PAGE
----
On April 15, the night of Britain's first-ever televised debate between party leaders, Nick Clegg was little more than the top name of a perennially irrelevant party. The Liberal Democrats occupy 63 of the 646 seats in Parliament. (Labor, by contrast, has 345.) Clegg, though, bears no resemblance to the out-of-date knock on the Lib Dems as sandal-wearing granola crunchers. Clegg's easy, clear-spoken manner, not to mention youthful good looks, turned the 90-minute debate into a video calling card to the nation.

A poll by Guardian/ICM indicated that 51 percent of debate watchers said Clegg had won, compared to 20 and 19 percent for Cameron and Brown.

How did he do it? He made the more convincing argument that he represented a real change from the two "old parties." Commentators have pointed out the irony that the Liberals, who merged with the Social Democrats in the 1980s, have been around since the 19th century. But it's all in the delivery, and Clegg, a multilingual former trade negotiator, is nothing if not smooth in front of a microphone.

His equally solid performance in a second debate a week later proved that despite an attempted roughing up by the conservative press, Clegg's party was going to be a real factor in the election. Winning a majority of seats is all but impossible, but polls show the Lib Dems could do well enough to force a hung Parliament in which neither Labor nor the Conservatives had a sufficiently large majority to rule without Clegg's help forming a coalition.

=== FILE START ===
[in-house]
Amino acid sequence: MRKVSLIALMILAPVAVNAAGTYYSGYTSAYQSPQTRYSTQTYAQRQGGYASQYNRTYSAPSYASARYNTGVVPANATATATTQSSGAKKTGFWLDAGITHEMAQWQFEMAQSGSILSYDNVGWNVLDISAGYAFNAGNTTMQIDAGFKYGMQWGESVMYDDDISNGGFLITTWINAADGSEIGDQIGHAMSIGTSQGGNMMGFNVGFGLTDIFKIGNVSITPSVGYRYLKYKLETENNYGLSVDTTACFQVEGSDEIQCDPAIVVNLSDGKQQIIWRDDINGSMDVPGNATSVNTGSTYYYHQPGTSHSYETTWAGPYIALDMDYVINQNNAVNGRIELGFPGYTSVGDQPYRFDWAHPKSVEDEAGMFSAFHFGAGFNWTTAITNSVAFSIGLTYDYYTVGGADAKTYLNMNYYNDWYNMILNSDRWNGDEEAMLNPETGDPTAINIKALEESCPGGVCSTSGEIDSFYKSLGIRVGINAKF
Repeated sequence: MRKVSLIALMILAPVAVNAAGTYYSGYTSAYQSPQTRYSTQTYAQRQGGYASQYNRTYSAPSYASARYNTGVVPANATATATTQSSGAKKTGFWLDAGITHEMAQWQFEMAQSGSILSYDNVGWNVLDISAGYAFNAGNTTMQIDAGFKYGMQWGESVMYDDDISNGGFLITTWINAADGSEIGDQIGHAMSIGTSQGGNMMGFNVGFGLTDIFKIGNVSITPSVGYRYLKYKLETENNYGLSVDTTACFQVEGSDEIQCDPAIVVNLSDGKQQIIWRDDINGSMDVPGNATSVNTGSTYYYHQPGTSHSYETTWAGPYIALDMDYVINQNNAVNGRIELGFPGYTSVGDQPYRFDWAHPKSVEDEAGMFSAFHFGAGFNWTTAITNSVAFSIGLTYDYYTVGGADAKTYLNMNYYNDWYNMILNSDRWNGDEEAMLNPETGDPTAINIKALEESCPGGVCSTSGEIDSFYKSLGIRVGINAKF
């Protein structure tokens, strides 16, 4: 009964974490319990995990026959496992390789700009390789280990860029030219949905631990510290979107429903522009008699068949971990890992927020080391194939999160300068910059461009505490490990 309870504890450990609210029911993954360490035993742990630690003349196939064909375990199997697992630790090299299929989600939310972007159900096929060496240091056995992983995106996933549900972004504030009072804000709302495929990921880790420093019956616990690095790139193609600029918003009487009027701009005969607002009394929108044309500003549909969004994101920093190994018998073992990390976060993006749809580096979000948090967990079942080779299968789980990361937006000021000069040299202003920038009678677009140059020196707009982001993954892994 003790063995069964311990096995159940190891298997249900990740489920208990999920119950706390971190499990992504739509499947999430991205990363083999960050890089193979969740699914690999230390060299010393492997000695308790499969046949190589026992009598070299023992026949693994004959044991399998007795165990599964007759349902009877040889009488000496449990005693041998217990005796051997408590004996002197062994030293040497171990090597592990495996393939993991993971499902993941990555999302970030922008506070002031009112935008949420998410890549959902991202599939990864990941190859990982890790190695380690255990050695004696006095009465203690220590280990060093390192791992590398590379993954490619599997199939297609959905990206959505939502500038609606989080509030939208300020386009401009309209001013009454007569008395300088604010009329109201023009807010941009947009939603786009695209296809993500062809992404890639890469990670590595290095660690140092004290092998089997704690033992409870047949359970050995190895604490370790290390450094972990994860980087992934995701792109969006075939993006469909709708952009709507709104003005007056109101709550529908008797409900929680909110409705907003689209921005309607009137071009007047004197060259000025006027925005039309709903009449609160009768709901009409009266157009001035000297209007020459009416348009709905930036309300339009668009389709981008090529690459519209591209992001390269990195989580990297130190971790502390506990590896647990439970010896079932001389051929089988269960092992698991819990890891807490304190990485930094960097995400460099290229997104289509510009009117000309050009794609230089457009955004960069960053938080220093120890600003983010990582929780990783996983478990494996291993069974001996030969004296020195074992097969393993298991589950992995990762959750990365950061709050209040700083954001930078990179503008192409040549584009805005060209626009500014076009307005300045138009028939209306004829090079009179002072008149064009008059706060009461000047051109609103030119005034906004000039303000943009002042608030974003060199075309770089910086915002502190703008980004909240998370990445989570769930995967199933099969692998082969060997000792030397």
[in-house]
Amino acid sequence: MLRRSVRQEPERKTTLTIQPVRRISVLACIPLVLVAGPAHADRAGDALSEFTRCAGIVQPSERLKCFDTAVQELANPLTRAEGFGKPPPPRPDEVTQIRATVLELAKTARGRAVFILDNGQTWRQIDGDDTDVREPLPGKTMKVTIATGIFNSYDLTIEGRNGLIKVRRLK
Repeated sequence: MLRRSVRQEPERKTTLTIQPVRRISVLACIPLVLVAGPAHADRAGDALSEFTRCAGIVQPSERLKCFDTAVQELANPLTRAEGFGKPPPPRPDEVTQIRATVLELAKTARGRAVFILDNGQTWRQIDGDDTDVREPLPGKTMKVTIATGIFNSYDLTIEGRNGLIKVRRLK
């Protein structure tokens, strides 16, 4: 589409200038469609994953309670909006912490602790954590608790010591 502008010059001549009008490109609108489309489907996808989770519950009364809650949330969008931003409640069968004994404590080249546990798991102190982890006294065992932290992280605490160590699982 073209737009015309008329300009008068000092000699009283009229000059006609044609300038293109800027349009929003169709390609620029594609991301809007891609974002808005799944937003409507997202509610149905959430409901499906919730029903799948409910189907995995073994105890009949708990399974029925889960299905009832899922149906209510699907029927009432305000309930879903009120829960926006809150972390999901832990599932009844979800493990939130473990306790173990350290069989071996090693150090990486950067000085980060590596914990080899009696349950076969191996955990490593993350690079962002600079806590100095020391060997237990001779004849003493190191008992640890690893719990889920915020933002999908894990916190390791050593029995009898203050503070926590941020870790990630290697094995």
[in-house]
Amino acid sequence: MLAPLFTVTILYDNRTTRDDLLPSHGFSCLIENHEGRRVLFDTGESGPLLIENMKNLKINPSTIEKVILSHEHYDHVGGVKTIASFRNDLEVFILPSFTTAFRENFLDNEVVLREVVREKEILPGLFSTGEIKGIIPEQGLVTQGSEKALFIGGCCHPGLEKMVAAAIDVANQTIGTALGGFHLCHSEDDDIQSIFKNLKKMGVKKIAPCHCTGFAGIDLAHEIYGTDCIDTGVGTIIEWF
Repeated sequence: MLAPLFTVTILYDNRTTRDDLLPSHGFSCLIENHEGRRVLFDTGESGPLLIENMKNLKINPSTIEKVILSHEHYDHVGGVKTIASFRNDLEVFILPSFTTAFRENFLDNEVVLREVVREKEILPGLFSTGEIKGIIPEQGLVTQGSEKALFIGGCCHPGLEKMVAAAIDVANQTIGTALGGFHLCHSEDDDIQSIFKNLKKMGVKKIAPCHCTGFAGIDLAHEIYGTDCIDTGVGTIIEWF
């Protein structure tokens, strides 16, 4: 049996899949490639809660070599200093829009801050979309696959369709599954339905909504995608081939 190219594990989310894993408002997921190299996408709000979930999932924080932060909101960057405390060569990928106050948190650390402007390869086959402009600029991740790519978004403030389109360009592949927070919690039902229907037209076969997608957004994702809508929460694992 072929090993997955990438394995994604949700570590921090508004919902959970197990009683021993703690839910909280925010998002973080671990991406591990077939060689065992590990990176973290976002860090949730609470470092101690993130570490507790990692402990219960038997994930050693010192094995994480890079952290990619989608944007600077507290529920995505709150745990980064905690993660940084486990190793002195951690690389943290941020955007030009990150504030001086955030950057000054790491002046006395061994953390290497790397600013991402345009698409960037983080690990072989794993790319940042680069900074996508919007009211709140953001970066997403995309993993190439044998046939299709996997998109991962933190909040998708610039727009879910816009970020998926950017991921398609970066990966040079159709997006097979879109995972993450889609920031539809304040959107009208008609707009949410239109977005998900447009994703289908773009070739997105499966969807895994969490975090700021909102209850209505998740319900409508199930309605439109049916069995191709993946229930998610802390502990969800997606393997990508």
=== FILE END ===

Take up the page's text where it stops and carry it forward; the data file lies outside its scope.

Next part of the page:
That help won't come cheaply. If Labor somehow manages to overcome Brown's propensity for alienating his own voters (see: Gillian Duffy, you're a bigot), the price might be forcing Brown to step aside.

Frankly, given Brown's unpopularity, that might not be as steep a price as the Conservatives would have to pay. Far more ideological space separates Cameron and Clegg on everything from nuclear armaments, breaking up big banks, attitudes toward the European Union and immigration reform. The biggest difference of all is the Lib Dems' self-interested desire to completely overhaul the electoral system — abolish "first past the post" and implement proportional representation.

This is the point at which comparisons to the tea party in the United States require major qualifiers.